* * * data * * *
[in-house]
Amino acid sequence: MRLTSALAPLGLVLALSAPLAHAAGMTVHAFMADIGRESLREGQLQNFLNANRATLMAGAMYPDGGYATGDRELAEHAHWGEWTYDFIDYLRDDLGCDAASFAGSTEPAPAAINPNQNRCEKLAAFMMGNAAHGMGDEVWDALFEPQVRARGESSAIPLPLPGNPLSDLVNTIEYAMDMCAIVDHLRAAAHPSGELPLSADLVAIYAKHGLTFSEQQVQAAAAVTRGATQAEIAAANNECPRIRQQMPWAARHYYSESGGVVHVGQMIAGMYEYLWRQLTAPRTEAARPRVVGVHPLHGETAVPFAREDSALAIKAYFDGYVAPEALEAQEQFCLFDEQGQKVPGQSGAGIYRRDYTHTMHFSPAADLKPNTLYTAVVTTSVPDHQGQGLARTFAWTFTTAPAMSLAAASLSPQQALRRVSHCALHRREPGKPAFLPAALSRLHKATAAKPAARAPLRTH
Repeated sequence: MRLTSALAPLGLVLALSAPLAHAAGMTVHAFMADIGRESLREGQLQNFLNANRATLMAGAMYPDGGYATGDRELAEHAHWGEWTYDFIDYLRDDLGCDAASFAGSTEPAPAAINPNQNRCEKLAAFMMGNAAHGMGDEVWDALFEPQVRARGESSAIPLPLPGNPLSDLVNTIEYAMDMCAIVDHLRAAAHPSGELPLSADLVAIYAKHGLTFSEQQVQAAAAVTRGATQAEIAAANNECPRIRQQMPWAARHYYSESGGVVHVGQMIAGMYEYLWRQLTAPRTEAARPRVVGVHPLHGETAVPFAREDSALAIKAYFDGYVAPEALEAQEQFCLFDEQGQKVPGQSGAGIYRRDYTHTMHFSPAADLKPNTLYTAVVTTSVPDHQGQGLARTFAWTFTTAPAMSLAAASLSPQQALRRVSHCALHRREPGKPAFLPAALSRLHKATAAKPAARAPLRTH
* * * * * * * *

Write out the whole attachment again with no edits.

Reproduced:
[in-house]
Amino acid sequence: MRLTSALAPLGLVLALSAPLAHAAGMTVHAFMADIGRESLREGQLQNFLNANRATLMAGAMYPDGGYATGDRELAEHAHWGEWTYDFIDYLRDDLGCDAASFAGSTEPAPAAINPNQNRCEKLAAFMMGNAAHGMGDEVWDALFEPQVRARGESSAIPLPLPGNPLSDLVNTIEYAMDMCAIVDHLRAAAHPSGELPLSADLVAIYAKHGLTFSEQQVQAAAAVTRGATQAEIAAANNECPRIRQQMPWAARHYYSESGGVVHVGQMIAGMYEYLWRQLTAPRTEAARPRVVGVHPLHGETAVPFAREDSALAIKAYFDGYVAPEALEAQEQFCLFDEQGQKVPGQSGAGIYRRDYTHTMHFSPAADLKPNTLYTAVVTTSVPDHQGQGLARTFAWTFTTAPAMSLAAASLSPQQALRRVSHCALHRREPGKPAFLPAALSRLHKATAAKPAARAPLRTH
Repeated sequence: MRLTSALAPLGLVLALSAPLAHAAGMTVHAFMADIGRESLREGQLQNFLNANRATLMAGAMYPDGGYATGDRELAEHAHWGEWTYDFIDYLRDDLGCDAASFAGSTEPAPAAINPNQNRCEKLAAFMMGNAAHGMGDEVWDALFEPQVRARGESSAIPLPLPGNPLSDLVNTIEYAMDMCAIVDHLRAAAHPSGELPLSADLVAIYAKHGLTFSEQQVQAAAAVTRGATQAEIAAANNECPRIRQQMPWAARHYYSESGGVVHVGQMIAGMYEYLWRQLTAPRTEAARPRVVGVHPLHGETAVPFAREDSALAIKAYFDGYVAPEALEAQEQFCLFDEQGQKVPGQSGAGIYRRDYTHTMHFSPAADLKPNTLYTAVVTTSVPDHQGQGLARTFAWTFTTAPAMSLAAASLSPQQALRRVSHCALHRREPGKPAFLPAALSRLHKATAAKPAARAPLRTH